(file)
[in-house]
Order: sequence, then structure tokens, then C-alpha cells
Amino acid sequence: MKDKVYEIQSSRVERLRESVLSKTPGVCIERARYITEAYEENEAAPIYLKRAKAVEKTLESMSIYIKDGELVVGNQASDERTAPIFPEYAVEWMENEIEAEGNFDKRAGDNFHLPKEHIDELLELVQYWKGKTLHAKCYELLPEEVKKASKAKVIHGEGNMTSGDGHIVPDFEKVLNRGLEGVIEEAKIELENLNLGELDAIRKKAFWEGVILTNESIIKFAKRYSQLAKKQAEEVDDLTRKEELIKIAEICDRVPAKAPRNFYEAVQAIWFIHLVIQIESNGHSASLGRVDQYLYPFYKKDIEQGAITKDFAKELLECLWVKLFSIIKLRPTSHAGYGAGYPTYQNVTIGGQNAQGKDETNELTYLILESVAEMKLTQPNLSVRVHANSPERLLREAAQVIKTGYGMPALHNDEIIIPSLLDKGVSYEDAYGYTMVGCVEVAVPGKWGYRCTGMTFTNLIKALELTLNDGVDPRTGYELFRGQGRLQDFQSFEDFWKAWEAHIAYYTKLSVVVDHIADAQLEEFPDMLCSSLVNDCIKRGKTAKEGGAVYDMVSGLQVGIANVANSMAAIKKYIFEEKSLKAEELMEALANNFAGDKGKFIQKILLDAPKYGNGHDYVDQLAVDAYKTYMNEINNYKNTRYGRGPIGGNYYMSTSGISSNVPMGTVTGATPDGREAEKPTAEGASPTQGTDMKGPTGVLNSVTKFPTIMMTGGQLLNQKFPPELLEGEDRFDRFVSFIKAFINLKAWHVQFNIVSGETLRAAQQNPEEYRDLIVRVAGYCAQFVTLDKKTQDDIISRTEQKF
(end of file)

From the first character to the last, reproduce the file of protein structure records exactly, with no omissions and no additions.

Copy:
[in-house]
Order: sequence, then structure tokens, then C-alpha cells
Amino acid sequence: MKDKVYEIQSSRVERLRESVLSKTPGVCIERARYITEAYEENEAAPIYLKRAKAVEKTLESMSIYIKDGELVVGNQASDERTAPIFPEYAVEWMENEIEAEGNFDKRAGDNFHLPKEHIDELLELVQYWKGKTLHAKCYELLPEEVKKASKAKVIHGEGNMTSGDGHIVPDFEKVLNRGLEGVIEEAKIELENLNLGELDAIRKKAFWEGVILTNESIIKFAKRYSQLAKKQAEEVDDLTRKEELIKIAEICDRVPAKAPRNFYEAVQAIWFIHLVIQIESNGHSASLGRVDQYLYPFYKKDIEQGAITKDFAKELLECLWVKLFSIIKLRPTSHAGYGAGYPTYQNVTIGGQNAQGKDETNELTYLILESVAEMKLTQPNLSVRVHANSPERLLREAAQVIKTGYGMPALHNDEIIIPSLLDKGVSYEDAYGYTMVGCVEVAVPGKWGYRCTGMTFTNLIKALELTLNDGVDPRTGYELFRGQGRLQDFQSFEDFWKAWEAHIAYYTKLSVVVDHIADAQLEEFPDMLCSSLVNDCIKRGKTAKEGGAVYDMVSGLQVGIANVANSMAAIKKYIFEEKSLKAEELMEALANNFAGDKGKFIQKILLDAPKYGNGHDYVDQLAVDAYKTYMNEINNYKNTRYGRGPIGGNYYMSTSGISSNVPMGTVTGATPDGREAEKPTAEGASPTQGTDMKGPTGVLNSVTKFPTIMMTGGQLLNQKFPPELLEGEDRFDRFVSFIKAFINLKAWHVQFNIVSGETLRAAQQNPEEYRDLIVRVAGYCAQFVTLDKKTQDDIISRTEQKF